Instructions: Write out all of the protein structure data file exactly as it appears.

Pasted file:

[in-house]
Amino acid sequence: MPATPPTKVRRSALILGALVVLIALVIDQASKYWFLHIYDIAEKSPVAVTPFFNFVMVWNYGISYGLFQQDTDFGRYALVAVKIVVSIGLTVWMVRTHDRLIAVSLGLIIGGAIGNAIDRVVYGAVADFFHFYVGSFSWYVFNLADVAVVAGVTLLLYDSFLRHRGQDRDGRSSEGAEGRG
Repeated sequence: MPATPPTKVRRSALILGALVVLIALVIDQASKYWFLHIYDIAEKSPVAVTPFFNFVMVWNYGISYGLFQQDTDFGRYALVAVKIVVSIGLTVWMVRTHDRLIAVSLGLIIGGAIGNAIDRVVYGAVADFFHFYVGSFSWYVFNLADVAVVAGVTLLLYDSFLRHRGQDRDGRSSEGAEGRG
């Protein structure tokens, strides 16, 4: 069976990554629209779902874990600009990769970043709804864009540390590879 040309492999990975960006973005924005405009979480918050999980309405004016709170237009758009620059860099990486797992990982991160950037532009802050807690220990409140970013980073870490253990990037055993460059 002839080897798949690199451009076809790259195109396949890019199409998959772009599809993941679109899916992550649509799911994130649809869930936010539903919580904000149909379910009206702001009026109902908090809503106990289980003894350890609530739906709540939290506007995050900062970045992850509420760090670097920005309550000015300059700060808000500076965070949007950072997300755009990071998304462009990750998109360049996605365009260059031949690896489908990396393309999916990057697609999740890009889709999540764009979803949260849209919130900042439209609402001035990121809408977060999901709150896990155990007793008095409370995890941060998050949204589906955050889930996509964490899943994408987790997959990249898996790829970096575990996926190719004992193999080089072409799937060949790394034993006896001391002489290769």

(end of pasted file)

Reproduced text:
[in-house]
Amino acid sequence: MPATPPTKVRRSALILGALVVLIALVIDQASKYWFLHIYDIAEKSPVAVTPFFNFVMVWNYGISYGLFQQDTDFGRYALVAVKIVVSIGLTVWMVRTHDRLIAVSLGLIIGGAIGNAIDRVVYGAVADFFHFYVGSFSWYVFNLADVAVVAGVTLLLYDSFLRHRGQDRDGRSSEGAEGRG
Repeated sequence: MPATPPTKVRRSALILGALVVLIALVIDQASKYWFLHIYDIAEKSPVAVTPFFNFVMVWNYGISYGLFQQDTDFGRYALVAVKIVVSIGLTVWMVRTHDRLIAVSLGLIIGGAIGNAIDRVVYGAVADFFHFYVGSFSWYVFNLADVAVVAGVTLLLYDSFLRHRGQDRDGRSSEGAEGRG
């Protein structure tokens, strides 16, 4: 069976990554629209779902874990600009990769970043709804864009540390590879 040309492999990975960006973005924005405009979480918050999980309405004016709170237009758009620059860099990486797992990982991160950037532009802050807690220990409140970013980073870490253990990037055993460059 002839080897798949690199451009076809790259195109396949890019199409998959772009599809993941679109899916992550649509799911994130649809869930936010539903919580904000149909379910009206702001009026109902908090809503106990289980003894350890609530739906709540939290506007995050900062970045992850509420760090670097920005309550000015300059700060808000500076965070949007950072997300755009990071998304462009990750998109360049996605365009260059031949690896489908990396393309999916990057697609999740890009889709999540764009979803949260849209919130900042439209609402001035990121809408977060999901709150896990155990007793008095409370995890941060998050949204589906955050889930996509964490899943994408987790997959990249898996790829970096575990996926190719004992193999080089072409799937060949790394034993006896001391002489290769």